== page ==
Chauncey Judd


It was past sunrise on Saturday morning ere the boats were espied, from "Sentinel Hill," rounding the point in the river, and approaching the Landing at Derby.

Already some of the people were gathered, and waiting to hear the news of the pursuit. Loud shouts from the crews, as they drew nigh, announced the success of the expedition, and before they had landed, a joyful peal from the meeting-house bell sent the glad intelligence throughout the town. In a very brief time, hundreds had assembled to express their pleasure at the result, and aid, if there was need, in any measures that might be adopted to bring the criminals to justice. It is a significant testimony to the habits of self-control to which the law-abiding people of Connecticut were accustomed, that these were not snatched from the hands of their captors, and hanged upon the nearest tree.

It being impracticable, from the absence of witnesses and other circumstances, to hold the requisite legal examination that day, the prisoners were handcuffed, and placed under a strong guard until after the Sabbath. They were then arraigned before Joseph Hopkins and Thomas Clarke, Esqs., of Waterbury, justices of the peace for the county, and with the exception of Graham, were all committed for trial at the Superior Court, to be held in New Haven in May following.

Graham was ascertained to be both a deserter from the American army and under a commission from General Howe to recruit soldiers from among the tories for the British service. On searching him, the commission was found in his pocket; and finding his case desperate, he no longer made a secret of his career, but acknowledged his true character and designs. It was concluded by the magistrates that the case properly came under the jurisdiction of military law, and they ordered him sent, under a strong escort, to the headquarters of the army, then at Morristown, to be tried, under the orders of Washington, as a deserter and a spy. This was accordingly done, and he was found guilty and executed, agreeably to the rules of War.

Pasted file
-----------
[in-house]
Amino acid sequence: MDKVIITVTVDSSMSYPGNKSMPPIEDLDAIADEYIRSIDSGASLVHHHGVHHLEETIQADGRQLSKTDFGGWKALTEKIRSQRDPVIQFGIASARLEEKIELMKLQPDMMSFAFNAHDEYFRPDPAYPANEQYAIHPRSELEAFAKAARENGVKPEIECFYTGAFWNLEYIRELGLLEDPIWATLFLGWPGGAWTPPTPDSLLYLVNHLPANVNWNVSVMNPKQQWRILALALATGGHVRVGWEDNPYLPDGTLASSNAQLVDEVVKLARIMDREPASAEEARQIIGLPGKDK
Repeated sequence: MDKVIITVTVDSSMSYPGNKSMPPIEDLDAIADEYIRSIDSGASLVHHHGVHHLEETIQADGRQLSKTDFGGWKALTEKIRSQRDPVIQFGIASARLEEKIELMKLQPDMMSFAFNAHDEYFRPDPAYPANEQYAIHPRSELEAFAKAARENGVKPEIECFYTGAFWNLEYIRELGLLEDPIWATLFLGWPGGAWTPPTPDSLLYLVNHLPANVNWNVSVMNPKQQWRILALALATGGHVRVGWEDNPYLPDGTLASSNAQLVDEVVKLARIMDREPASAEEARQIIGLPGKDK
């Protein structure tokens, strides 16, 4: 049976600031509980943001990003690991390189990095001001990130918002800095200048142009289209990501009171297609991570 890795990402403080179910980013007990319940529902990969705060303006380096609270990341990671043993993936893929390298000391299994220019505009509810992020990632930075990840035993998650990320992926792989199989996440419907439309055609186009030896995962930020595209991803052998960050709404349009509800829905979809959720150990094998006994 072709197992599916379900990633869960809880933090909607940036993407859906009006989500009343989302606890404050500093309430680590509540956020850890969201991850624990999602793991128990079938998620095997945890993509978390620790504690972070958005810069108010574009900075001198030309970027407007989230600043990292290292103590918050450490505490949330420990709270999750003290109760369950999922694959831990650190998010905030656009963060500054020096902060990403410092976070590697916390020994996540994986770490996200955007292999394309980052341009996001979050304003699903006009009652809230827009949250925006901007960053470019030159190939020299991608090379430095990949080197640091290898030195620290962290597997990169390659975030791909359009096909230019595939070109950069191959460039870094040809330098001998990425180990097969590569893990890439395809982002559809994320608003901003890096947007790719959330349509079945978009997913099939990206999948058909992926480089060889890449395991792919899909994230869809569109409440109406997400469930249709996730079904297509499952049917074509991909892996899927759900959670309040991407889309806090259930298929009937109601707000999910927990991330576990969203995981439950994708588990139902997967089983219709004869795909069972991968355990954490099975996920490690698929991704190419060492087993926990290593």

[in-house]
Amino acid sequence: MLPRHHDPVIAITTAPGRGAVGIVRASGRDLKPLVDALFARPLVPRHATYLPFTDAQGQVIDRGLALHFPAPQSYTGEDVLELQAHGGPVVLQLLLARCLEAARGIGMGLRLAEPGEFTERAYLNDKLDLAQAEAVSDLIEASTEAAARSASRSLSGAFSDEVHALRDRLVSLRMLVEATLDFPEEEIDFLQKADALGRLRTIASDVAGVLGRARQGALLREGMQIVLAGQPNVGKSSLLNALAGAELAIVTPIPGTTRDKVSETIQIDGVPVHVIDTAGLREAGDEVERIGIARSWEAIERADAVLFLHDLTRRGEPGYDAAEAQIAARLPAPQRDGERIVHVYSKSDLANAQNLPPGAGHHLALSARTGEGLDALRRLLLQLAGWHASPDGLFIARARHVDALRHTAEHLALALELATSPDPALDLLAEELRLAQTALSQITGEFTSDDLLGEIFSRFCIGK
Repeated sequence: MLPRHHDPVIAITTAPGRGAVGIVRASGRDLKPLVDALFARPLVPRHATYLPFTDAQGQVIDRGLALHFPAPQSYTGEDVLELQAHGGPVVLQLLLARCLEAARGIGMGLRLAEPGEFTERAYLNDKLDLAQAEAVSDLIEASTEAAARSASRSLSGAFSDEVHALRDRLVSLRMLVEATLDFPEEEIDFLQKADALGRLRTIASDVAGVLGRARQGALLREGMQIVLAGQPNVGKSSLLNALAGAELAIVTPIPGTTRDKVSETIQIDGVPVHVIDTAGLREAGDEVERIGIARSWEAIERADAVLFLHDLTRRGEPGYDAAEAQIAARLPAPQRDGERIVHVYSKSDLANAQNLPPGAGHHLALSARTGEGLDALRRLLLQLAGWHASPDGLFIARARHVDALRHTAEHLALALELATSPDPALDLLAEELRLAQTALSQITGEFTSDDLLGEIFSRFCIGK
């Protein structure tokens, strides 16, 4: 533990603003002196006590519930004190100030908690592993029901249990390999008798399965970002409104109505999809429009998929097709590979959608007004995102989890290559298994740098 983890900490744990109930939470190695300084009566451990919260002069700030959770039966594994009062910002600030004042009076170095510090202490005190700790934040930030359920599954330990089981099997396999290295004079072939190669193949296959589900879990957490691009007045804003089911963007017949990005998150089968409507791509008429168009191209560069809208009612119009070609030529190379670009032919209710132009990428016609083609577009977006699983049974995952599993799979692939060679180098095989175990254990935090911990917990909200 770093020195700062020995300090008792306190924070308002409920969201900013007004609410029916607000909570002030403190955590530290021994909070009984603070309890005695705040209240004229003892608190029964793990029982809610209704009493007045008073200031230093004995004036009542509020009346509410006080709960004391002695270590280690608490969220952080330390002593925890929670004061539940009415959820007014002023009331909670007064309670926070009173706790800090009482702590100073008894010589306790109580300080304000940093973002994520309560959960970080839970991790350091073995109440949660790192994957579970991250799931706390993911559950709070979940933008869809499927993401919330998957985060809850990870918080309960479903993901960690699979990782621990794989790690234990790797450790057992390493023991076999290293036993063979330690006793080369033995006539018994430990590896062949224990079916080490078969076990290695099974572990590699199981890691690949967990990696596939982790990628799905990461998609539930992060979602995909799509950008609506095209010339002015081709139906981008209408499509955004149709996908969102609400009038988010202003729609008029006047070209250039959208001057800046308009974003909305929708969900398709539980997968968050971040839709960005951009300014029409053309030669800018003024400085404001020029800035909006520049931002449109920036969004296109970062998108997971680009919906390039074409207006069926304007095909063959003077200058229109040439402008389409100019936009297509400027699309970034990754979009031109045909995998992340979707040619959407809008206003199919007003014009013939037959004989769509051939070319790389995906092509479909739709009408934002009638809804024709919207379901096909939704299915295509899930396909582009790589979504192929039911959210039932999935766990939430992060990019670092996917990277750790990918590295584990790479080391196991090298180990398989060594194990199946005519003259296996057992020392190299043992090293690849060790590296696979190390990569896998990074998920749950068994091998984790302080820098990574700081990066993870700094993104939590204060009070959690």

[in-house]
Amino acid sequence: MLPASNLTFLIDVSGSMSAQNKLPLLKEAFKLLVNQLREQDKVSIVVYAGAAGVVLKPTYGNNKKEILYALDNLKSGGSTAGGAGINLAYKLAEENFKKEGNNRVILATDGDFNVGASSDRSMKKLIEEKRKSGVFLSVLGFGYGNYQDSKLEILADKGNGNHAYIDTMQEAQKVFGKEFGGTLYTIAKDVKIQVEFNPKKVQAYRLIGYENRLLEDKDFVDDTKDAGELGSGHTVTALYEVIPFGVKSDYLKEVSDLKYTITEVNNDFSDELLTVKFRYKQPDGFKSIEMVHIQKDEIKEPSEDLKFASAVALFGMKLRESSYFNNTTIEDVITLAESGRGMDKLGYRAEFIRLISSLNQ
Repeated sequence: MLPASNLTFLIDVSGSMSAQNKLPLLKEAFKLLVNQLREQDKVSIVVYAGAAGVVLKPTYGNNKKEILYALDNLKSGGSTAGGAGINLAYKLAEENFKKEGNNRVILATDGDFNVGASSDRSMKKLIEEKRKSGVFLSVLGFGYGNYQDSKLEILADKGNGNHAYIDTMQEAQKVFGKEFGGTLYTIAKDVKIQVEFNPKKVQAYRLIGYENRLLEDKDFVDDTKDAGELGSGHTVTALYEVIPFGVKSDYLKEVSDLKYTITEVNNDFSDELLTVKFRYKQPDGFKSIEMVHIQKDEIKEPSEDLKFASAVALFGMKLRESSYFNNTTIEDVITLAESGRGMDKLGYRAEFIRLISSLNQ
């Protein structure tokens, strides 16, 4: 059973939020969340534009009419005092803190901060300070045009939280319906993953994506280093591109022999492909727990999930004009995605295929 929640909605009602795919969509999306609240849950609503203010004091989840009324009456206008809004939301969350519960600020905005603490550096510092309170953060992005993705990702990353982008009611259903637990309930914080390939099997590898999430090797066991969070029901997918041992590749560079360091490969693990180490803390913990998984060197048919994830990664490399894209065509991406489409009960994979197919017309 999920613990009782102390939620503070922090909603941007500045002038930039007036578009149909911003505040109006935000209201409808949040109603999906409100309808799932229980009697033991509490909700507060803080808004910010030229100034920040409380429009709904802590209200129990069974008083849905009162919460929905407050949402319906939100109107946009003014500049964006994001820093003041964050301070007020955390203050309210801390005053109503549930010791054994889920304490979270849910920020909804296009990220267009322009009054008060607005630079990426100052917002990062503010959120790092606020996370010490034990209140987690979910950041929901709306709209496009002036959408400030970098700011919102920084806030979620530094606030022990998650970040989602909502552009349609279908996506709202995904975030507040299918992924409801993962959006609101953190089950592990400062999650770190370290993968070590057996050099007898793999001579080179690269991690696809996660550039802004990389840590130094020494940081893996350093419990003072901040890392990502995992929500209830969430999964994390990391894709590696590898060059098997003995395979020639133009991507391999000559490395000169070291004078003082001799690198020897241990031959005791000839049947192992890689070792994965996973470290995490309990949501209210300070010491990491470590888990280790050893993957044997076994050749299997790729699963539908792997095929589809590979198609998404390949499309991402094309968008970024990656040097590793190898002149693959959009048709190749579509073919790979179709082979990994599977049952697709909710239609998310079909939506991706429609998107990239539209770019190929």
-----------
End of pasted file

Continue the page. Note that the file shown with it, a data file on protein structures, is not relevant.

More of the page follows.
We have no information as to the manner or circumstances of his death. The fact only is attested by tradition, and agrees with the inherent probabilities of the case. It is probable, also, that he died hardened and reckless, as he had lived. For not in the natural world do the laws of cause and effect operate more surely than in the moral, decreeing the certain connection between a life of sin and a death of infamy and hopelessness. It is not alone an enactment of divine justice, but a result following in the normal workings of his own nature, that whatsoever a man soweth, that shall he also reap.

The remaining robbers having been dispatched to New Haven for confinement in the jail, Chauncey, accompanied by his brothers and other friends, was taken to his home. Of the warmth and tenderness of his reception there we can have no doubt. And he needed all the care which the most assiduous nursing could afford. He had endured hardships which were enough to crush one much stronger than he. Indeed, he was, for several days, partially insane. The shock to his nervous system, from the repeated imminent prospect of death, increased by his severe bodily sufferings, had completely broken him down. Often would he awake from a sort of stupor in which be lay, and cry, Hurrah for King George! imagining himself to be in the power of his abductors still. During their flight down the river and across the Sound, he had been wholly unprotected from the wind, and had almost perished from cold. His hands, from holding the bayonet, had been frost-bitten, and some of his fingers remained stiffened and crippled for life. It was believed by his family that the strength of his constitution was impaired by these hardships so that he never recovered from it, but continued in delicate health until his death.